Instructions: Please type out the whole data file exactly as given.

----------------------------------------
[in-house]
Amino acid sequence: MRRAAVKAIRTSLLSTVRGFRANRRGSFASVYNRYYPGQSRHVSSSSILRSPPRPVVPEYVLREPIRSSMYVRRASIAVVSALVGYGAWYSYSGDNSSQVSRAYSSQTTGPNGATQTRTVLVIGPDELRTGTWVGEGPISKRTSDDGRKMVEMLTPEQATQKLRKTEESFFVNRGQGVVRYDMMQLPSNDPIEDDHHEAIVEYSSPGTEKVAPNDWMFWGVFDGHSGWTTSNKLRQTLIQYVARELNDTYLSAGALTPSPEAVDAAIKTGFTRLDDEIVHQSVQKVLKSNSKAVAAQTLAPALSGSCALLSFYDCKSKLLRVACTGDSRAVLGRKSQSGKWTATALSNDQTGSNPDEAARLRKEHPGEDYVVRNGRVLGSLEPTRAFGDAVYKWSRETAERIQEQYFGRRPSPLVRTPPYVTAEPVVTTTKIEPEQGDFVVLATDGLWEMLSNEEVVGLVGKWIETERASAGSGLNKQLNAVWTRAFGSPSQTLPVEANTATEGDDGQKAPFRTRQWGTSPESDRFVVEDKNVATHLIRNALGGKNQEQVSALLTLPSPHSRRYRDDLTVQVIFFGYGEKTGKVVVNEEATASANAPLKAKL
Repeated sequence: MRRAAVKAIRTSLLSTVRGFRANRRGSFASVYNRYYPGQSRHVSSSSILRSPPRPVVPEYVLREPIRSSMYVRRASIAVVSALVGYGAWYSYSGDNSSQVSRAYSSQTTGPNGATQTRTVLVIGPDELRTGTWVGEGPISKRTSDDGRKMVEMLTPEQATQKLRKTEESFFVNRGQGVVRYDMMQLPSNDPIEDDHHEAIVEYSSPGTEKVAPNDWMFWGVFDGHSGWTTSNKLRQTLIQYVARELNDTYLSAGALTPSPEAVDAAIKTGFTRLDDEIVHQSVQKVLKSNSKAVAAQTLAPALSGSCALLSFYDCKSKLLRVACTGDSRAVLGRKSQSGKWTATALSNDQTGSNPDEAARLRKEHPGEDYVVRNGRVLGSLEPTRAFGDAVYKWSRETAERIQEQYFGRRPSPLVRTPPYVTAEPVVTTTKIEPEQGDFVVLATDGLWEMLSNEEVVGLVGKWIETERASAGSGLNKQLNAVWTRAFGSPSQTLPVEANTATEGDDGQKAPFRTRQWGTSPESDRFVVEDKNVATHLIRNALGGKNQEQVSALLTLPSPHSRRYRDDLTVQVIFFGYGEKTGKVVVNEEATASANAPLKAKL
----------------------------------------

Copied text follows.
[in-house]
Amino acid sequence: MRRAAVKAIRTSLLSTVRGFRANRRGSFASVYNRYYPGQSRHVSSSSILRSPPRPVVPEYVLREPIRSSMYVRRASIAVVSALVGYGAWYSYSGDNSSQVSRAYSSQTTGPNGATQTRTVLVIGPDELRTGTWVGEGPISKRTSDDGRKMVEMLTPEQATQKLRKTEESFFVNRGQGVVRYDMMQLPSNDPIEDDHHEAIVEYSSPGTEKVAPNDWMFWGVFDGHSGWTTSNKLRQTLIQYVARELNDTYLSAGALTPSPEAVDAAIKTGFTRLDDEIVHQSVQKVLKSNSKAVAAQTLAPALSGSCALLSFYDCKSKLLRVACTGDSRAVLGRKSQSGKWTATALSNDQTGSNPDEAARLRKEHPGEDYVVRNGRVLGSLEPTRAFGDAVYKWSRETAERIQEQYFGRRPSPLVRTPPYVTAEPVVTTTKIEPEQGDFVVLATDGLWEMLSNEEVVGLVGKWIETERASAGSGLNKQLNAVWTRAFGSPSQTLPVEANTATEGDDGQKAPFRTRQWGTSPESDRFVVEDKNVATHLIRNALGGKNQEQVSALLTLPSPHSRRYRDDLTVQVIFFGYGEKTGKVVVNEEATASANAPLKAKL
Repeated sequence: MRRAAVKAIRTSLLSTVRGFRANRRGSFASVYNRYYPGQSRHVSSSSILRSPPRPVVPEYVLREPIRSSMYVRRASIAVVSALVGYGAWYSYSGDNSSQVSRAYSSQTTGPNGATQTRTVLVIGPDELRTGTWVGEGPISKRTSDDGRKMVEMLTPEQATQKLRKTEESFFVNRGQGVVRYDMMQLPSNDPIEDDHHEAIVEYSSPGTEKVAPNDWMFWGVFDGHSGWTTSNKLRQTLIQYVARELNDTYLSAGALTPSPEAVDAAIKTGFTRLDDEIVHQSVQKVLKSNSKAVAAQTLAPALSGSCALLSFYDCKSKLLRVACTGDSRAVLGRKSQSGKWTATALSNDQTGSNPDEAARLRKEHPGEDYVVRNGRVLGSLEPTRAFGDAVYKWSRETAERIQEQYFGRRPSPLVRTPPYVTAEPVVTTTKIEPEQGDFVVLATDGLWEMLSNEEVVGLVGKWIETERASAGSGLNKQLNAVWTRAFGSPSQTLPVEANTATEGDDGQKAPFRTRQWGTSPESDRFVVEDKNVATHLIRNALGGKNQEQVSALLTLPSPHSRRYRDDLTVQVIFFGYGEKTGKVVVNEEATASANAPLKAKL